Wednesday, March 28, 2012


Last week I submitted an essay to the Children's Hospital Notes and Words Essay Contest and I just found out it was chosen as a semi-finalist, one of 18 essays out of the 220 submitted.  I am ecstatic!

As part of the semi-finalist round essays are posted to the Notes and Words facebook page where readers can vote.  Here is the link to my essay.  Gone by Mary Hill  If you like it, please LIKE it, and pass it along for others to read as well.  The more people that read it the better!

As you will see, it is an intense essay. I struggled with submitting, and now circulating, an essay on such a difficult topic.  However, I also feel strongly that people experience a wide range of feelings around having a child/sibling with a disability and while it might not resonate with everyone I do hope that it will help some, perhaps even a sibling or two. I did change the names of my kids, and I did get permission (multiple times) from my oldest to share his sentiments.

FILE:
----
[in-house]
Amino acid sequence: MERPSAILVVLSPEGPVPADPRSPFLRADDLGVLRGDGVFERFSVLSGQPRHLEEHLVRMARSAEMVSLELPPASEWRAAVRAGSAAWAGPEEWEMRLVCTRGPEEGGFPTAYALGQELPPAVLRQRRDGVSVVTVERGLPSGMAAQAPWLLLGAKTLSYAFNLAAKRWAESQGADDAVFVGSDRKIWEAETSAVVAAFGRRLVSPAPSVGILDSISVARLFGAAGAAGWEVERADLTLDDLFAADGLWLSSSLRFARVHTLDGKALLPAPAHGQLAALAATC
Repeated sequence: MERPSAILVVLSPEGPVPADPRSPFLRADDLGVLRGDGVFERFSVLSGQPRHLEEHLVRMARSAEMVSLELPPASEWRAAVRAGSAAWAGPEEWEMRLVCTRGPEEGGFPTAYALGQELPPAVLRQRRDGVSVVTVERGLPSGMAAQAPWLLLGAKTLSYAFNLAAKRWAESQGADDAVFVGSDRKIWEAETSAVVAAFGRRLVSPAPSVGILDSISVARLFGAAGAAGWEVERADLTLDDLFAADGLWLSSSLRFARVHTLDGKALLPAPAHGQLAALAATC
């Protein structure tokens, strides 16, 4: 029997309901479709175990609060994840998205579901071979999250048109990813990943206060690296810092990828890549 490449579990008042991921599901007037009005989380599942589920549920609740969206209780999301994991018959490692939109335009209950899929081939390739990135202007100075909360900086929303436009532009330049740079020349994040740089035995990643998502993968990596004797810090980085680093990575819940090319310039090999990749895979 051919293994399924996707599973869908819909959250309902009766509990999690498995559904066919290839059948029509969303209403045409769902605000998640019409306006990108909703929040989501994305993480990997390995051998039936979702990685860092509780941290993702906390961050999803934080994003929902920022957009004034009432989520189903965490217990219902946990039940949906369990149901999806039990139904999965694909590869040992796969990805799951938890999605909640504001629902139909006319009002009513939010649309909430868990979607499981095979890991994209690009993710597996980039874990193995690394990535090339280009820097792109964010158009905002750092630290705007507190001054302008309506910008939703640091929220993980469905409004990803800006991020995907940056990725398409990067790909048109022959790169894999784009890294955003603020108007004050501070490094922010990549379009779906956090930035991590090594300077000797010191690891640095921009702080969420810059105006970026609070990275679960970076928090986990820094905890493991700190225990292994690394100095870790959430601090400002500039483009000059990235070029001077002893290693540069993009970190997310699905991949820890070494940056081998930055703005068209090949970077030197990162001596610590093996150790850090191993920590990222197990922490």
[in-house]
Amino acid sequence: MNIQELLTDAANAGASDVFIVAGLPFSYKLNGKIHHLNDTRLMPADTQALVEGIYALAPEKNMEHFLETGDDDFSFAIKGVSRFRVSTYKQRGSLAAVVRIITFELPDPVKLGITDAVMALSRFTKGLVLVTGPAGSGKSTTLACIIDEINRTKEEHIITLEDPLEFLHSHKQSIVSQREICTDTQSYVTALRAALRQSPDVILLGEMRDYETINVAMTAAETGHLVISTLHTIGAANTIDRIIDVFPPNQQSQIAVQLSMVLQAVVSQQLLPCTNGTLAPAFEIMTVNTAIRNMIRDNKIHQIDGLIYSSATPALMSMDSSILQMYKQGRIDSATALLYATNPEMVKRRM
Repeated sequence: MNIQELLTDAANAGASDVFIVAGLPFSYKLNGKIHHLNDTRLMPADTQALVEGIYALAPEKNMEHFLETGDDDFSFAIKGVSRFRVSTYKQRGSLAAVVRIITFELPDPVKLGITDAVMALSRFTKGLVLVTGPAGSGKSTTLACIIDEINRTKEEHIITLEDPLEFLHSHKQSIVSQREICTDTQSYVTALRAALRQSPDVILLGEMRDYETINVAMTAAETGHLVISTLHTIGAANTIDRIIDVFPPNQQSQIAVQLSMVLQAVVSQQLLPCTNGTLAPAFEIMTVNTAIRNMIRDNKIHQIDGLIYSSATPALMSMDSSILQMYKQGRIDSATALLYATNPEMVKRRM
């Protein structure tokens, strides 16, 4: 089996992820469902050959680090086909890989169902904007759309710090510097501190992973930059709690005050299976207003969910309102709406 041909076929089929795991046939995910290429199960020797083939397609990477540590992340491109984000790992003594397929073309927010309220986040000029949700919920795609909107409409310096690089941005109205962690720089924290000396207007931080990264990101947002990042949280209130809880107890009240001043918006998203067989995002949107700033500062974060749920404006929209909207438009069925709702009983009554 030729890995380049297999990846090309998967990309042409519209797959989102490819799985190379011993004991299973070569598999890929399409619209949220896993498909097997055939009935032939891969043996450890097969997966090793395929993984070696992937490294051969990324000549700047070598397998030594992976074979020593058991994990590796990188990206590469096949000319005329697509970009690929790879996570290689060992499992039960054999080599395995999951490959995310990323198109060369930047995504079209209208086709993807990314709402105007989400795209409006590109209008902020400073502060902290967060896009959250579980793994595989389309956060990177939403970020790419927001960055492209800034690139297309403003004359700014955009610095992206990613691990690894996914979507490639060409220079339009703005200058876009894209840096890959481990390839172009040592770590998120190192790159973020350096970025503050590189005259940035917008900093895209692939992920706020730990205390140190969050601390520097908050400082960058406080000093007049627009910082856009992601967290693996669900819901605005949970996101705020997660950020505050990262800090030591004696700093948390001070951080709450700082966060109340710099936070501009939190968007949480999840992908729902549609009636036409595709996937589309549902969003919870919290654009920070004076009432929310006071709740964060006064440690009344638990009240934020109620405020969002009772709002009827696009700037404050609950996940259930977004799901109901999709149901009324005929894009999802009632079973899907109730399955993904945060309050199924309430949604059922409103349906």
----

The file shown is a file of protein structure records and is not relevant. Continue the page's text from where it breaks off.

Thank you all, in advance, for reading, and for LIKE(ing) and sharing if you like!

Friday, March 16, 2012


Exsanguination -- why, you are wondering, is this word spinning around in my head?  Exsanguination is the bonus word that Oscar correctly spelled on today's spelling test. Really.

I stopped by school this morning to drop off Ruby's car seat and ran into Oscar's teacher. Her huge smile forecasted good news -- I'm not sure what I was expecting but it wasn't this.  My brow furrowed in disbelief as several thoughts raced through my mind.

He must have seen the word before.


Someone must have told him. 


Did he cheat? 

No way. (I feel horrible that this even crossed my mind)

I looked over at Oscar's aide who nodded, smiling, confirming.  By now the director of the school had joined the conversation and the marveling.  She, like all of Oscar's teachers, has been celebrating his successes with us since kindergarten.  (In second grade, when Oscar was reading his poems aloud at the class publishing party, the poems he had written himself, her eyes were wetter than mine.)